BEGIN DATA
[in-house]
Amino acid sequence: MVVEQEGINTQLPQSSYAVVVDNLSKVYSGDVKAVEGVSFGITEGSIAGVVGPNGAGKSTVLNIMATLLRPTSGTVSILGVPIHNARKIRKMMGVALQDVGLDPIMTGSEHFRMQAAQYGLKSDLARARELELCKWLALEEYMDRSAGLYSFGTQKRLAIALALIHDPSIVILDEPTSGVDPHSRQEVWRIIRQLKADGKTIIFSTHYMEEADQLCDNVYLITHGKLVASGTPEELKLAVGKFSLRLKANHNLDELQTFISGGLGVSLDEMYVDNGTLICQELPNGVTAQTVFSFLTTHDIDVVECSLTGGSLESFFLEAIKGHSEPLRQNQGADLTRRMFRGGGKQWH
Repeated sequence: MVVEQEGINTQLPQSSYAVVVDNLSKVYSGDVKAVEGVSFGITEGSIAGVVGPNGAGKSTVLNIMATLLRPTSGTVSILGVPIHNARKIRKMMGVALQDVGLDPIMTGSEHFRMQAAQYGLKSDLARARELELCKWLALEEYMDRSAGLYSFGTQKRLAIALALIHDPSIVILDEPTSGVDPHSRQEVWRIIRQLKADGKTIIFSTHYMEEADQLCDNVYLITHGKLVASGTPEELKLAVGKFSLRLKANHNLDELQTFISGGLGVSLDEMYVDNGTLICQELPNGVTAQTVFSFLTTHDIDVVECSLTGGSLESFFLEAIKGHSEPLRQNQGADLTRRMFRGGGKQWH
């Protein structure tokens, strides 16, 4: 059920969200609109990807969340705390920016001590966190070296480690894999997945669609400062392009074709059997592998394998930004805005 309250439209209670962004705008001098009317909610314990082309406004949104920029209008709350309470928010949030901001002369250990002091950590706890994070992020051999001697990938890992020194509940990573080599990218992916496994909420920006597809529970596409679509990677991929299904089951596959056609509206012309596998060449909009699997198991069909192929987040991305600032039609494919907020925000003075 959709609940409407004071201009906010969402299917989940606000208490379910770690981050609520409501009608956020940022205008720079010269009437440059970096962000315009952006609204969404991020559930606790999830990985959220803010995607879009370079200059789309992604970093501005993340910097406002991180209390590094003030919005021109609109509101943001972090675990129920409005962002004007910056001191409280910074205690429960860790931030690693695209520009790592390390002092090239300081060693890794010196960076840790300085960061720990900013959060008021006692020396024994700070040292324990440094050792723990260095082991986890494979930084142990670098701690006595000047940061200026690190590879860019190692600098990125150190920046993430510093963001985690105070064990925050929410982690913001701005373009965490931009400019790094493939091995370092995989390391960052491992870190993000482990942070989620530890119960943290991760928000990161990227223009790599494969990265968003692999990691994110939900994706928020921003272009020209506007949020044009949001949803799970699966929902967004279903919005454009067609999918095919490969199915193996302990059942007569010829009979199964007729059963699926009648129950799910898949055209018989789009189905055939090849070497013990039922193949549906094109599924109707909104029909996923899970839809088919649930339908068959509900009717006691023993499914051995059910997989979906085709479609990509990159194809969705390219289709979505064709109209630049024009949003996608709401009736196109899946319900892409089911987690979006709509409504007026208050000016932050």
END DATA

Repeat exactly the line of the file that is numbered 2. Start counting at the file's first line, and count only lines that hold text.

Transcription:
Amino acid sequence: MVVEQEGINTQLPQSSYAVVVDNLSKVYSGDVKAVEGVSFGITEGSIAGVVGPNGAGKSTVLNIMATLLRPTSGTVSILGVPIHNARKIRKMMGVALQDVGLDPIMTGSEHFRMQAAQYGLKSDLARARELELCKWLALEEYMDRSAGLYSFGTQKRLAIALALIHDPSIVILDEPTSGVDPHSRQEVWRIIRQLKADGKTIIFSTHYMEEADQLCDNVYLITHGKLVASGTPEELKLAVGKFSLRLKANHNLDELQTFISGGLGVSLDEMYVDNGTLICQELPNGVTAQTVFSFLTTHDIDVVECSLTGGSLESFFLEAIKGHSEPLRQNQGADLTRRMFRGGGKQWH